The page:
On the occasion of the International Shoulder Society Meeting at Fukuoka/Japan in 1986, the French and Swiss orthopaedic surgeons Didier Patte and Norbert Gschwend decided that there was a need for European Society of Shoulder and Elbow Surgery. Didier Patte, a trainee of Professor Debeyre at the "Hospital Mondor" in Paris, had developed a long-held interest in shoulder surgery dealing in particular with degenerative and post-traumatic problems. Norbert Gschwend had developed a special expertise in rheumatoid surgery and was therefore well versed in the treatment of destructive rheumatic disorders of the shoulder and elbow.
After having gathered a group of delegates of various European countries with a similar interest, the European Society of Shoulder and Elbow Surgery was officially inaugurated in 1987. Norbert Gschwend became its first president and Didier Patte became the first secretary general. 54 members from 12 different countries formed the initial nucleus of this society. Besides the executive committee and the general assembly, a 3rd institution was invested the board of directors. Here delegates of various countries would be part of any important decisions to be made. For the first meeting in Paris, a bilingual approach was chosen with English and French as the official languages of the congress and it was Charles Neer, the American pioneer of shoulder surgery, who gave the first guest lecture on the topic of "multidirectional shoulder instability".
From the very start it was obvious that quantity would not be the same as quality. Therefore the task became to present meetings with a high scientific standard, but at the same time develop the knowledge within the orthopaedic communities of the various countries. It was decided that one meeting should be given each year in different European countries and every 3rd year would be substituted through the participation in the International Shoulder Meeting. The president of the society was to be selected from the various European countries as well, thereby reflecting the various European nationality backgrounds. This was met such an interest through the various national societies of orthopaedic surgery that the number of members increased rapidly, making it thereby necessary to adjust the infrastructure of the Shoulder and Elbow Society. Various subcommittees were brought into action such as the educational committee, the research and development committee, the member committee, and finally the patronage committee. An ethical committee has recently also been introduced, being a sub-committee of the executive council.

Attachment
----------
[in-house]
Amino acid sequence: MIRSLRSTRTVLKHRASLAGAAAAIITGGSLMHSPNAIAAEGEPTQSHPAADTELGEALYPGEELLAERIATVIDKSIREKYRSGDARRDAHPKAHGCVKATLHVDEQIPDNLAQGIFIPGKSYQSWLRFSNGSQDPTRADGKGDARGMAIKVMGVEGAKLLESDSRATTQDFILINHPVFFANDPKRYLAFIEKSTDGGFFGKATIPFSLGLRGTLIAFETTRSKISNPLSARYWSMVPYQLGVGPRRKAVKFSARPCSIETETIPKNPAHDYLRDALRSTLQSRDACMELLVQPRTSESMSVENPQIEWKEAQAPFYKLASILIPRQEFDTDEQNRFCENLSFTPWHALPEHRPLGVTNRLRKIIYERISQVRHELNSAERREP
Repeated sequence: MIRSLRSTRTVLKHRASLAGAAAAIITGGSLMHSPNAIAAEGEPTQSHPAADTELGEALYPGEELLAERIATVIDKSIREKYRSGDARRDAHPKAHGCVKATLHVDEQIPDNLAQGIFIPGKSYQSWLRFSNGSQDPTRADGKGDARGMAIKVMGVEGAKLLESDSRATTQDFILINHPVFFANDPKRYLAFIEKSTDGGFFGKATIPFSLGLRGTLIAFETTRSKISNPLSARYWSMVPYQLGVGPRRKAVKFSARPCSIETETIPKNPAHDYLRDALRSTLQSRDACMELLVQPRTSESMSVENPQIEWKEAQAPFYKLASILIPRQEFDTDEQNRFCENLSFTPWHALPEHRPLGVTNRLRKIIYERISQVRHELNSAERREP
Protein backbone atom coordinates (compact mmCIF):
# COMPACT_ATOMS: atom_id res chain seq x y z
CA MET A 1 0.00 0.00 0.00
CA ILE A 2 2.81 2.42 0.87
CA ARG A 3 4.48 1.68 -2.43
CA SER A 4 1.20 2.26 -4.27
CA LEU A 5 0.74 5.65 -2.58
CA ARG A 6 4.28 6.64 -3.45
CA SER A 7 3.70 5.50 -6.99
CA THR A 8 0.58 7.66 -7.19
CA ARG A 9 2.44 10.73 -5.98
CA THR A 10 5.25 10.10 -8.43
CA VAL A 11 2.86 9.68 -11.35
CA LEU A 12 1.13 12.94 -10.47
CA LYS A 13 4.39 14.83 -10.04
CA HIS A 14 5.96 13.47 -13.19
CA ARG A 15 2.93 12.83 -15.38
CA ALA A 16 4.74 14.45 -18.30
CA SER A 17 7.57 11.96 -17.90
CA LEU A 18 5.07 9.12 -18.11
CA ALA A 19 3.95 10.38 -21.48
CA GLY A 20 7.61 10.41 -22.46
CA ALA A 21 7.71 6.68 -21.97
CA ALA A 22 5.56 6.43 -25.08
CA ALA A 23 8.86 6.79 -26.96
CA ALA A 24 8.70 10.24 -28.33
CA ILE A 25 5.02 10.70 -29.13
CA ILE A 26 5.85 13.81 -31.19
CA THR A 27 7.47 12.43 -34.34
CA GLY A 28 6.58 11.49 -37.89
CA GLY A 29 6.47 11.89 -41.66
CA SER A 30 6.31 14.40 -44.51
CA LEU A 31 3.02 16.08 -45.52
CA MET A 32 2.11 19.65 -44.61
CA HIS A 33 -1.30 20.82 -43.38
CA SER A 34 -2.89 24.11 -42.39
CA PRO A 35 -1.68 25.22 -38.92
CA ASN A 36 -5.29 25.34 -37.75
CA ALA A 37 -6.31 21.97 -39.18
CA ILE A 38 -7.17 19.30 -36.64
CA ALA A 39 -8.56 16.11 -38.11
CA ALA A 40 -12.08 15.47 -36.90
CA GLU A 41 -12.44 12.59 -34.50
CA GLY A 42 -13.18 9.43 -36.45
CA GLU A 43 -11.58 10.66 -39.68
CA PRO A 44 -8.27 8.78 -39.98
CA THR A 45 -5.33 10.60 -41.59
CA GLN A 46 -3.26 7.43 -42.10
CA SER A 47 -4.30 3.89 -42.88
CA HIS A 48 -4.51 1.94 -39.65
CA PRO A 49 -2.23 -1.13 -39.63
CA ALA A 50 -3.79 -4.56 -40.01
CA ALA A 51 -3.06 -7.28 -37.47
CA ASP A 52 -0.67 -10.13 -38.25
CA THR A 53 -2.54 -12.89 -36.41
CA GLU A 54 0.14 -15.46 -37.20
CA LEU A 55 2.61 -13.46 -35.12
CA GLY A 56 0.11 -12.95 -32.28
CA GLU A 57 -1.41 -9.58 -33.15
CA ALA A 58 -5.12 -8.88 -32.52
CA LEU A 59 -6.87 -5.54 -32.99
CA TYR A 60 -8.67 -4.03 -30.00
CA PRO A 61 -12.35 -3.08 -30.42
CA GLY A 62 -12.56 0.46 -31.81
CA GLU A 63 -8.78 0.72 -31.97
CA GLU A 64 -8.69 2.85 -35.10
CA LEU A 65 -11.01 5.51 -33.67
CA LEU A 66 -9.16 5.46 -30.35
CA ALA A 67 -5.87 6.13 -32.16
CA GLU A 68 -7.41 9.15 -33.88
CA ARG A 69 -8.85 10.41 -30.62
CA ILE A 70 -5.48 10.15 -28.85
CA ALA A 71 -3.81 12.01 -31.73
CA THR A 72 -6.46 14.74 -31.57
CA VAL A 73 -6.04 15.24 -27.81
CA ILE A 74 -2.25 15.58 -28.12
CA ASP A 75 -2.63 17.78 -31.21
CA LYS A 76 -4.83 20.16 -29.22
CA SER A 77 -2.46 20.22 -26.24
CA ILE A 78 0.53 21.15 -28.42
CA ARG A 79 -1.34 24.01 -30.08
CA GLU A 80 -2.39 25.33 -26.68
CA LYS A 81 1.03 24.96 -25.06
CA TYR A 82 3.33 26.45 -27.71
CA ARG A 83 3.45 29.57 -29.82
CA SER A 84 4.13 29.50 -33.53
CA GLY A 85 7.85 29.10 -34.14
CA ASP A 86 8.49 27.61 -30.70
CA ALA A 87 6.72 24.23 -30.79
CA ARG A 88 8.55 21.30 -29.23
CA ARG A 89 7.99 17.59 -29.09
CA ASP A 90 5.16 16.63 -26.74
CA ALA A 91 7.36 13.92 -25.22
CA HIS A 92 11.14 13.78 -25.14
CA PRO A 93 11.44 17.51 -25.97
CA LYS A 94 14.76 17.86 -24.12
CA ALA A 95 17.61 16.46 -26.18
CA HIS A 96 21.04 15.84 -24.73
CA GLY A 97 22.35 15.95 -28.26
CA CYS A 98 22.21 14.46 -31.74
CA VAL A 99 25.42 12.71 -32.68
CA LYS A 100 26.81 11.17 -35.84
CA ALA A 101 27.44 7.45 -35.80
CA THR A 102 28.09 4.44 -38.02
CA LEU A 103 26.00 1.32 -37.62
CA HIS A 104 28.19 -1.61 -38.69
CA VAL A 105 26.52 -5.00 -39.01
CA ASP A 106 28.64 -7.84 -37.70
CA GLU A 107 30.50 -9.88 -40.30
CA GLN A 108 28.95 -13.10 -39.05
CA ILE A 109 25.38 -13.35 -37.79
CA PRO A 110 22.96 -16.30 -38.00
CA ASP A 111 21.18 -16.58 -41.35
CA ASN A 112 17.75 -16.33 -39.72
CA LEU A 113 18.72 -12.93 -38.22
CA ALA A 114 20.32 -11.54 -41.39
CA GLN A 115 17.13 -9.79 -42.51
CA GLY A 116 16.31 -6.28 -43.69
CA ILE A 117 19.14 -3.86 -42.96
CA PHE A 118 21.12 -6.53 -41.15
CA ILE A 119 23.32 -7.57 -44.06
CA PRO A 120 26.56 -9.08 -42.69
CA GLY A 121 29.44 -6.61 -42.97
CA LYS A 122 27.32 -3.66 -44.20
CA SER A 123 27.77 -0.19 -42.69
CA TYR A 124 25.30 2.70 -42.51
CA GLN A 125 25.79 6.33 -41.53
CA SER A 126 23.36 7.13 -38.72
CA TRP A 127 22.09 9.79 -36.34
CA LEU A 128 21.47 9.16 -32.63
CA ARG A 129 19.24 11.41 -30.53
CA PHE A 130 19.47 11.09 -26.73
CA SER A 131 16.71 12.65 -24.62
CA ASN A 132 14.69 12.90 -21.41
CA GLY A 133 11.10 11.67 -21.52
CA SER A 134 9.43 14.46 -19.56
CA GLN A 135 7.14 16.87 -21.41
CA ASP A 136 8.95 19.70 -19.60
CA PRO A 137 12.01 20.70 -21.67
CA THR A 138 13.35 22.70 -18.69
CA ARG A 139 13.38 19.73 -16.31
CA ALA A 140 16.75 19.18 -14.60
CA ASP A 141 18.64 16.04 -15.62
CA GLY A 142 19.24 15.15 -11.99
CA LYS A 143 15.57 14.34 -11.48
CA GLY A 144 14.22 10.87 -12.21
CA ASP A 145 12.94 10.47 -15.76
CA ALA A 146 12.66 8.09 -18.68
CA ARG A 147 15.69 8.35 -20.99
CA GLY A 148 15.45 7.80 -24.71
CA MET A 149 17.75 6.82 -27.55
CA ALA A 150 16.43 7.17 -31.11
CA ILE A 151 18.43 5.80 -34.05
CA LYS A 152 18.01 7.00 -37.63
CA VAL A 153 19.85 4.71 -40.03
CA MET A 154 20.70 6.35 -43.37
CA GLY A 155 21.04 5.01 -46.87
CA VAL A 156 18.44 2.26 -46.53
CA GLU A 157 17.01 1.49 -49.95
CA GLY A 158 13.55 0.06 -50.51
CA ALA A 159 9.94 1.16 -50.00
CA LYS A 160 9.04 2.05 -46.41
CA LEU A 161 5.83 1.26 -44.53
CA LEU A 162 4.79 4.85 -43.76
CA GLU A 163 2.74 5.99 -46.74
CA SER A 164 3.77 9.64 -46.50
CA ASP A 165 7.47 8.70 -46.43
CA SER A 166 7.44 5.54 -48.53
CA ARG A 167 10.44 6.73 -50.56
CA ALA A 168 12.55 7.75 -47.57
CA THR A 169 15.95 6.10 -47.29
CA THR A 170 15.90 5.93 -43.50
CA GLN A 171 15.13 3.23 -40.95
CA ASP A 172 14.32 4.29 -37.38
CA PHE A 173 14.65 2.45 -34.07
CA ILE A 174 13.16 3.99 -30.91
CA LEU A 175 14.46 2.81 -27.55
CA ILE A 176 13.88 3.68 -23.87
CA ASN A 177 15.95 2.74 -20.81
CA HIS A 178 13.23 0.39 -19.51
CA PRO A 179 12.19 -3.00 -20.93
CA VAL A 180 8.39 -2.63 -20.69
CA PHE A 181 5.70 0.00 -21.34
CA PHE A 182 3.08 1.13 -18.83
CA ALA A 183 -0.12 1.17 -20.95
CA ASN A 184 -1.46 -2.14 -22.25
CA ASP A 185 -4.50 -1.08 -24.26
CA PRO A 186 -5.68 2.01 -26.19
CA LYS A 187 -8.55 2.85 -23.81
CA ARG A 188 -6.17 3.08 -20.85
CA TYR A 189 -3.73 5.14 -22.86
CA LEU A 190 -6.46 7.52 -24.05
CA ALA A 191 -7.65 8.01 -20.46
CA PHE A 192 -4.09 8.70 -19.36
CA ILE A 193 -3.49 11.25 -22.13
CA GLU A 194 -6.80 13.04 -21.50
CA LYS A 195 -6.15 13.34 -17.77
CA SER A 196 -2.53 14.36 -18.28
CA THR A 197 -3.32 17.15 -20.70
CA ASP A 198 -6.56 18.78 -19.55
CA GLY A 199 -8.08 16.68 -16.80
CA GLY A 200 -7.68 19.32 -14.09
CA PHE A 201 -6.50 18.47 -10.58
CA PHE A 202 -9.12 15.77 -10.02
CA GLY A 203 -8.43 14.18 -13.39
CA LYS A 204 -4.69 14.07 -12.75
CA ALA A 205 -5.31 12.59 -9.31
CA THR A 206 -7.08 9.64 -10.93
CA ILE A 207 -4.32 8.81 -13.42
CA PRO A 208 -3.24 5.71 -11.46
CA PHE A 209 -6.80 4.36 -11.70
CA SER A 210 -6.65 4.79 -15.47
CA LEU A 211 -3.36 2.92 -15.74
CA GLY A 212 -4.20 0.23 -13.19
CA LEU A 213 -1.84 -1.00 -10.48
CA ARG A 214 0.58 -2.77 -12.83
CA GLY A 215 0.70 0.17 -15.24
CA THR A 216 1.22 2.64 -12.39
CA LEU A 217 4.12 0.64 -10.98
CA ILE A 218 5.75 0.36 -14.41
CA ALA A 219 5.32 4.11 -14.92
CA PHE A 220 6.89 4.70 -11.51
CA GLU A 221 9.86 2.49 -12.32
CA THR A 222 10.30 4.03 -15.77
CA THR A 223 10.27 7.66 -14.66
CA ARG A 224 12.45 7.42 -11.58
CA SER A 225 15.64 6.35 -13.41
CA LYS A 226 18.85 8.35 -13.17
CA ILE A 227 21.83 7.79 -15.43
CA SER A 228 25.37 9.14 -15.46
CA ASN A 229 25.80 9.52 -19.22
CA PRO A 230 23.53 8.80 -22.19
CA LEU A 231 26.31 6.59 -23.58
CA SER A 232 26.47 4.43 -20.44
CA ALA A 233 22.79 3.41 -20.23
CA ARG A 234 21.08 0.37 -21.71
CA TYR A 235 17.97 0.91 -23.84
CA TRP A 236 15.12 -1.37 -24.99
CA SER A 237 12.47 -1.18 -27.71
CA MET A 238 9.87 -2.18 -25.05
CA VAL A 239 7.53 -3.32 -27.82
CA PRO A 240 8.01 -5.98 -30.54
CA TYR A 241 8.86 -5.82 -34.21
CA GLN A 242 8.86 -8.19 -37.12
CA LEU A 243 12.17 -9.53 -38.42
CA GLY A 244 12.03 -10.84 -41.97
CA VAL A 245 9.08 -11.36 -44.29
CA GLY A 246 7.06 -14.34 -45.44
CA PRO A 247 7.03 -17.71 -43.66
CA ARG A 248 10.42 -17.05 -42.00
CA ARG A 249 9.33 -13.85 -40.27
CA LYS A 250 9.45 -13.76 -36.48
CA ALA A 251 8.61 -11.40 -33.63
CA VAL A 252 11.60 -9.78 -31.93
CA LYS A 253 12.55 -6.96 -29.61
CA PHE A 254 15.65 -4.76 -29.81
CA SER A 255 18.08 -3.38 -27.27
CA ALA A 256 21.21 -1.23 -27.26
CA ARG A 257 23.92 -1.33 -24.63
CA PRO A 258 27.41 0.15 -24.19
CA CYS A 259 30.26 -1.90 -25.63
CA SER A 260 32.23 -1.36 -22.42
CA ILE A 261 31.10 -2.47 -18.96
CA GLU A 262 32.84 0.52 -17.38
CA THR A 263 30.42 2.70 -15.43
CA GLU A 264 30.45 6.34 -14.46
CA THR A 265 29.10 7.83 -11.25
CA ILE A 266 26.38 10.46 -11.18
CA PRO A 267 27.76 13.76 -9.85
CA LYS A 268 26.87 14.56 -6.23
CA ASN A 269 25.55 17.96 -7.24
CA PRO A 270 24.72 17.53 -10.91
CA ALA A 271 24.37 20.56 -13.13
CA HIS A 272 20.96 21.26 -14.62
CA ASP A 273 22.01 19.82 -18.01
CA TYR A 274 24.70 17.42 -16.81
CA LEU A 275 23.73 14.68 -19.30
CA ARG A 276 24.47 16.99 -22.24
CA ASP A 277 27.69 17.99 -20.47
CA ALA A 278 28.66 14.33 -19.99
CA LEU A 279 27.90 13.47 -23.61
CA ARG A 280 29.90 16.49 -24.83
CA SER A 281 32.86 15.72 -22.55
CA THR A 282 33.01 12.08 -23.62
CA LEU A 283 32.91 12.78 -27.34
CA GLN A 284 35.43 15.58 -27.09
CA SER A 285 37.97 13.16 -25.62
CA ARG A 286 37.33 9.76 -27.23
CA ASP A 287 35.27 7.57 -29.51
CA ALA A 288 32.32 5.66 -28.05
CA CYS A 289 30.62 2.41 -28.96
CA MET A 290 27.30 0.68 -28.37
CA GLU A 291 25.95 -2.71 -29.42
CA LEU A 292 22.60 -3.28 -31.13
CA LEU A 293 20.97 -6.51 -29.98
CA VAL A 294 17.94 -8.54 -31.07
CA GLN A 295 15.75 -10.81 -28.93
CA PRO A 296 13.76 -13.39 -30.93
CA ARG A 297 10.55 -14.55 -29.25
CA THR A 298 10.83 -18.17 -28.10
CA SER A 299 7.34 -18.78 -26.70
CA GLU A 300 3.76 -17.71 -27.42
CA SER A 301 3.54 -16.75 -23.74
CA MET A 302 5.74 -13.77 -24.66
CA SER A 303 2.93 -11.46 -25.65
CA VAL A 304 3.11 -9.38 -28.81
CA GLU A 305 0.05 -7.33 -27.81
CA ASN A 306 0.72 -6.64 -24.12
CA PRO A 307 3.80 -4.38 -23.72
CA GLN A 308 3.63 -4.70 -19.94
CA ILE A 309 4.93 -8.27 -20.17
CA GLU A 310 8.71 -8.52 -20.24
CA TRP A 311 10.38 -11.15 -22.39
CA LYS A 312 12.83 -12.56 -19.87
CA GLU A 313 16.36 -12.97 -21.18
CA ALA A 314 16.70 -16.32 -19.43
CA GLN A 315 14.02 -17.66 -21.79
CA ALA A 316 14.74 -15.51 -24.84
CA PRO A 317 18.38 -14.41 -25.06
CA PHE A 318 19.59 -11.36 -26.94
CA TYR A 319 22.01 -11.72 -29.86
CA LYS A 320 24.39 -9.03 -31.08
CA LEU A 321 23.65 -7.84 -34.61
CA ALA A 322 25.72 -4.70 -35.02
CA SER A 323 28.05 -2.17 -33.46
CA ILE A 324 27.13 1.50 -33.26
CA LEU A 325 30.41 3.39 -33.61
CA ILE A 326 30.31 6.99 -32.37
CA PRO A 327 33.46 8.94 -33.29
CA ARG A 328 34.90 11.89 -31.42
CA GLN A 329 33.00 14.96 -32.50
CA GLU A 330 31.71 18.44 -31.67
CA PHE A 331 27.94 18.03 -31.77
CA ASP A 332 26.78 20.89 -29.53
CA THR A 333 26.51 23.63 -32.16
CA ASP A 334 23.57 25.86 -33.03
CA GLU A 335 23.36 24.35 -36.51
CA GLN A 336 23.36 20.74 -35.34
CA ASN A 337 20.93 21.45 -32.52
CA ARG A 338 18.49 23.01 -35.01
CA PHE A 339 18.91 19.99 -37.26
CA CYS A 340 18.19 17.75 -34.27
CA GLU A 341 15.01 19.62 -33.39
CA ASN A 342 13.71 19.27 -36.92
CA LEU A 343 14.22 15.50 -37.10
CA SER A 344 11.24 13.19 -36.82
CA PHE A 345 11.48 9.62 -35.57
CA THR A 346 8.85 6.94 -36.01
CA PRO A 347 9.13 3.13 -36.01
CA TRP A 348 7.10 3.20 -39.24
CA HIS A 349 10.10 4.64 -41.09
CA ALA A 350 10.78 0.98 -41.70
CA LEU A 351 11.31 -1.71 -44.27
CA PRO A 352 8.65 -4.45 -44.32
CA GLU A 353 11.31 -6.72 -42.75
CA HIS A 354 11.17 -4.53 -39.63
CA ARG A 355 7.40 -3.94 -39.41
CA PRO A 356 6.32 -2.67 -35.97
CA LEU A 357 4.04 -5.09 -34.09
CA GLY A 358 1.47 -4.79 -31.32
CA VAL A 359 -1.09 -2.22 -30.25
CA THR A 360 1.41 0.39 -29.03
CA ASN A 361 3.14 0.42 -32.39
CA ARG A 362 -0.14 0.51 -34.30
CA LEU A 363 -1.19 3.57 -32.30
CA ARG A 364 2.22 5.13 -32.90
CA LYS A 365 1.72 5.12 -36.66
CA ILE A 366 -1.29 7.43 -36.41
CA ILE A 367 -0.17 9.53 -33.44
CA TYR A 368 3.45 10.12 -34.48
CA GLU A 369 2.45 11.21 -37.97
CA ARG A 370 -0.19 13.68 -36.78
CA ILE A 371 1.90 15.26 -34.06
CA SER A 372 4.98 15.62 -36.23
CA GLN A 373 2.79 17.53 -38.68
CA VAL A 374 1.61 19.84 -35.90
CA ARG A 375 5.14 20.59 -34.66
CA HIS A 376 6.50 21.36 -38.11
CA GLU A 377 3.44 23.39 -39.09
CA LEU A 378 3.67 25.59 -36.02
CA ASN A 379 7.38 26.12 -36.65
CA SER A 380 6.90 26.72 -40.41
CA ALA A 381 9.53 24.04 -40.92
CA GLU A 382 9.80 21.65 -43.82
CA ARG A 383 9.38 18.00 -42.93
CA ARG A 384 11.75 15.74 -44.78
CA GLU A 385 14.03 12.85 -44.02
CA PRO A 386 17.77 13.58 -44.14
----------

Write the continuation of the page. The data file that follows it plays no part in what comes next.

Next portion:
In order to maintain the once netted close contacts, the introduction of the SECEC/ESSSE Bulletin acted as a lifeline between the various members since 1989. This also made it possible to accept the shoulder and elbow score which was developed by a SECEC/ESSSE member, Chris Constant. Since 1992, SECEC/ESSSE is an active partner in the publication of the Journal of Shoulder and Elbow Surgery, which was initially started in North America. The 1st European editor has been Michel Mansat of Toulouse, the current editor being Ian Kelly from Glasgow. The 1st European members of the Board of Trustees were Otto Sneppen, who has currently been succeeded by Norbert Gschwend.
The number of ordinary and associate members grew in the first 10 years from 54 (12 countries) to 406 (23 countries) and so did the number of participants in the meetings (1987 Paris: 237, 1996 Nottingham: 436).
Didier Patte, one of the founders of the Society, unfortunately died only 2 years after the initial inauguration of the Society, and with him a very active and dynamic spirit was lost. In his honour, a scientific award was created, to be given for the best paper in the field of shoulder and elbow surgery through the society.
With the ever increasing number of active members and improved revenues from the annual meetings, it became possible to initiate travelling fellowships. They were meant to foster the exchange between European and other countries in the world in understanding shoulder and elbow surgery. At this point, fellow-ships are elected for Europe, the United States and Japan.
The founding of at this time 10 national societies within the various countries of Europe, are to a great extent the responsibilities of the respective members of the Shoulder and Elbow Society, reflecting the activities which have developed in various countries such as Austria, Denmark, England, Finland, France, Germany, Holland, Italy, Sweden and Spain. This is also reflected in the increasing numbers of scientific publications and books published out of this circle. Table 3 will list the main topics which were discussed at the various congresses.